If you are looking for an answer to the question What is Artificial Intelligence? and you only have a minute, then here's the definition the Association for the Advancement of Artificial Intelligence offers on its home page: "the scientific understanding of the mechanisms underlying thought and intelligent behavior and their embodiment in machines."
However, if you are fortunate enough to have more than a minute, then please get ready to embark upon an exciting journey exploring AI (but beware, it could last a lifetime) …
Deep learning models are complex and tricky to train, and I had a hunch that lack of model convergence/difficulties training probably explained the poor performance, not overfitting. We recreated python versions of the Leekasso and MLP used in the original post to the best of our ability, and the code is available here. The MLP used in the original analysis still looks pretty bad for small sample sizes, but our neural nets get essentially perfect accuracy for all sample sizes. A lot of parameters are problem specific (especially the parameters related to SGD) and poor choices will result in misleadingly bad performance.
"... software technology has promulgated a series of failed promises.... In fact...software bugs are pervasive, and there are no robust platforms underneath." Here we present a number of Elementary Adaptive Modules (EAMs), treating them as the basic building blocks of adaptive agent systems, with a discussion of their use, their control, and their behaviors under different conditions; we will also discuss the host of problems that we expect to run into. We want to explore how to write software that can improve itself, and keep improving itself, far beyond mere simple programmed adaptation of pre-specified parameters. We want to test heuristically how to build and use hierarchical adaptive control structures in software.
Department of Electrical Engineering, Virginia Polytechnic Institute and State University, Blacksburg, Virginia, 24601. 1 /Introduction Giving a machine the ability to learn, adapt, organize or repair itself are among the oldest and most ambitious goals of computer science. In the early days of computing, these goals were central to the new discipline called cybernetics , . Over the past two decades, progress toward these goals has come from a variety of fields - notably computer science, psychology, adaptive control theory, pattern recognition, and philosophy. Substantial progress has been made in developing techniques for machine learning in highly restricted environments. Each of these programs, however, is tailored to its particular task, taking advantage of particular assumptions and characteristics associated with its domain.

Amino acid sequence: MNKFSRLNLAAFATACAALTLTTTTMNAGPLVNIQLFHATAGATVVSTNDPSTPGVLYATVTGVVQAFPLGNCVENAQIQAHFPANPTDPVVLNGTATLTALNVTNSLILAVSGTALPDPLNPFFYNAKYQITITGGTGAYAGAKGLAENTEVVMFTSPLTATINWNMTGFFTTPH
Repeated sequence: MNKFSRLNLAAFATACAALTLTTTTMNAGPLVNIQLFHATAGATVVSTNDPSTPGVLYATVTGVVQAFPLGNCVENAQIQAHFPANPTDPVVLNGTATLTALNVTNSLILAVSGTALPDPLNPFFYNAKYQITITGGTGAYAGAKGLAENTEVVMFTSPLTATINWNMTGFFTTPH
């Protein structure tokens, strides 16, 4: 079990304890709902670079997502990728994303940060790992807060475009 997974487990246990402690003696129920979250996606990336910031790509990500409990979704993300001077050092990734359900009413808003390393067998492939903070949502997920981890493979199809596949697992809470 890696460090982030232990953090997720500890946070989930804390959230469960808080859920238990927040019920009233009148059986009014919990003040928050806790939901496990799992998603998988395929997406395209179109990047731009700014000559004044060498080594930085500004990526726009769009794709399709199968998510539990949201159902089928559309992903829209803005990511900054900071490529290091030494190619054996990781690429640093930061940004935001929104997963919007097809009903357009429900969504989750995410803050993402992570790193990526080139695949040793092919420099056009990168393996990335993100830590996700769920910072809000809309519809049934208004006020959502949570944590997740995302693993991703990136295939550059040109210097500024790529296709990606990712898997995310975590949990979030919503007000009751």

A Model For Learning Systems STAN-CS-77-605 Heuristic Programming Project Memo 77-14 Reid G. Smith, Tom M. Mitchell Richard A. Chestek and Bruce G. Buchanan ABSTRACT A model for learnina systems is presented, and representative Al, pattern recognition, and control systems are discussed in terms of its framework. The model details the functional components felt to be essential for any learning system, independent of the techniques used for its construction, and the specific environment In which it operates. These components are performance element, instance selector, critic, learning element, blackboard, and world model. Consideration of learning system design leads naturally to the concept of a layered system, each layer operating at a different level of abstraction. The views and conclusions contained in this document are those of the authors and should not be interpreted as necessarily representing the official policies, either express or implied, of the Defense Advanced Research ...
As we began developing the first few rules for MYCIN, it became clear that the rules we were obtaining from our collaborating experts differed from DENDRAL's situation-action rules in an important way--the inferences described were often uncertain. Cohen and Axline used words such as "suggests" or "lends credence to" in describing the effect of a set of observations on the corresponding conclusion. It seemed clear that we needed to handle probabilistic statements in our rules and to develop a mechanism for gathering evidence for and against a hypothesis when two or more relevant rules were successfully executed. It is interesting to speculate on why this problem did not arise in the DENDRAL domain. In retrospect, we suspect it is related to the inherent complexity of biological as opposed to artificial systems.